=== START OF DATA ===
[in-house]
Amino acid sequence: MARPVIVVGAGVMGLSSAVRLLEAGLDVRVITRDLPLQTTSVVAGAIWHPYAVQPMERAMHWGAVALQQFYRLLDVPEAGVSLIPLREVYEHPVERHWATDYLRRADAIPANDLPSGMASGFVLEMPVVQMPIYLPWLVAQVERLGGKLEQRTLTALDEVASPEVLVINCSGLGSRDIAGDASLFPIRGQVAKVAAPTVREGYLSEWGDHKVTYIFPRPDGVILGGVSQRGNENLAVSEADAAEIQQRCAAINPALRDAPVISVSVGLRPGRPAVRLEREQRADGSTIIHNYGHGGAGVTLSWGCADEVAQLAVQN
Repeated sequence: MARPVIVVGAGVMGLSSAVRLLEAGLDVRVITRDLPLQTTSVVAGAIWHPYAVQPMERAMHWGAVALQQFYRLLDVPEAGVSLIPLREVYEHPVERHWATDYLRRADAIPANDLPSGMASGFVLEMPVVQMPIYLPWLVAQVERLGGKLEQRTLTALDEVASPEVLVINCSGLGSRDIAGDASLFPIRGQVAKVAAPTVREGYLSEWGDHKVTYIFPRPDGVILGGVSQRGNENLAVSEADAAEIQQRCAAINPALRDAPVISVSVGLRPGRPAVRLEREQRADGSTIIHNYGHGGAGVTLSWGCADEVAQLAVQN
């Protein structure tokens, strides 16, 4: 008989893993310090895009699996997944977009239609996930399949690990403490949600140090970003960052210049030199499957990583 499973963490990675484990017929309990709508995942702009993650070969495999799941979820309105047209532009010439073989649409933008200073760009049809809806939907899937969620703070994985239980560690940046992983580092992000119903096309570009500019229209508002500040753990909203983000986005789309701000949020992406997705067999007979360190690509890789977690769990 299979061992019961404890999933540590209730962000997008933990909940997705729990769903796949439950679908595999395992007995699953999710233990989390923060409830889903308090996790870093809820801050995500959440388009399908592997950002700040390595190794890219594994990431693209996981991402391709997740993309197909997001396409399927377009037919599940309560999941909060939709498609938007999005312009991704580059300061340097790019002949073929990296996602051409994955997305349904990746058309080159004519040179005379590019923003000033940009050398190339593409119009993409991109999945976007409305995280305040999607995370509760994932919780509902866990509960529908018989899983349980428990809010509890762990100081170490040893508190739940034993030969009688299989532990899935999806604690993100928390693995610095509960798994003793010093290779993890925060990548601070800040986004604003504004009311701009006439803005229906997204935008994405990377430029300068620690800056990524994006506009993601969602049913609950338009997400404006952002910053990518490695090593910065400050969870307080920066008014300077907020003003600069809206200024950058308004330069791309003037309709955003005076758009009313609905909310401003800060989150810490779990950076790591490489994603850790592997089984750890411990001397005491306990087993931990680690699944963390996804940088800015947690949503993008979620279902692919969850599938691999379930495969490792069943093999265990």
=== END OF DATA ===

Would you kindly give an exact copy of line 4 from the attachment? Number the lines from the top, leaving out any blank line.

């Protein structure tokens, strides 16, 4: 008989893993310090895009699996997944977009239609996930399949690990403490949600140090970003960052210049030199499957990583 499973963490990675484990017929309990709508995942702009993650070969495999799941979820309105047209532009010439073989649409933008200073760009049809809806939907899937969620703070994985239980560690940046992983580092992000119903096309570009500019229209508002500040753990909203983000986005789309701000949020992406997705067999007979360190690509890789977690769990 299979061992019961404890999933540590209730962000997008933990909940997705729990769903796949439950679908595999395992007995699953999710233990989390923060409830889903308090996790870093809820801050995500959440388009399908592997950002700040390595190794890219594994990431693209996981991402391709997740993309197909997001396409399927377009037919599940309560999941909060939709498609938007999005312009991704580059300061340097790019002949073929990296996602051409994955997305349904990746058309080159004519040179005379590019923003000033940009050398190339593409119009993409991109999945976007409305995280305040999607995370509760994932919780509902866990509960529908018989899983349980428990809010509890762990100081170490040893508190739940034993030969009688299989532990899935999806604690993100928390693995610095509960798994003793010093290779993890925060990548601070800040986004604003504004009311701009006439803005229906997204935008994405990377430029300068620690800056990524994006506009993601969602049913609950338009997400404006952002910053990518490695090593910065400050969870307080920066008014300077907020003003600069809206200024950058308004330069791309003037309709955003005076758009009313609905909310401003800060989150810490779990950076790591490489994603850790592997089984750890411990001397005491306990087993931990680690699944963390996804940088800015947690949503993008979620279902692919969850599938691999379930495969490792069943093999265990």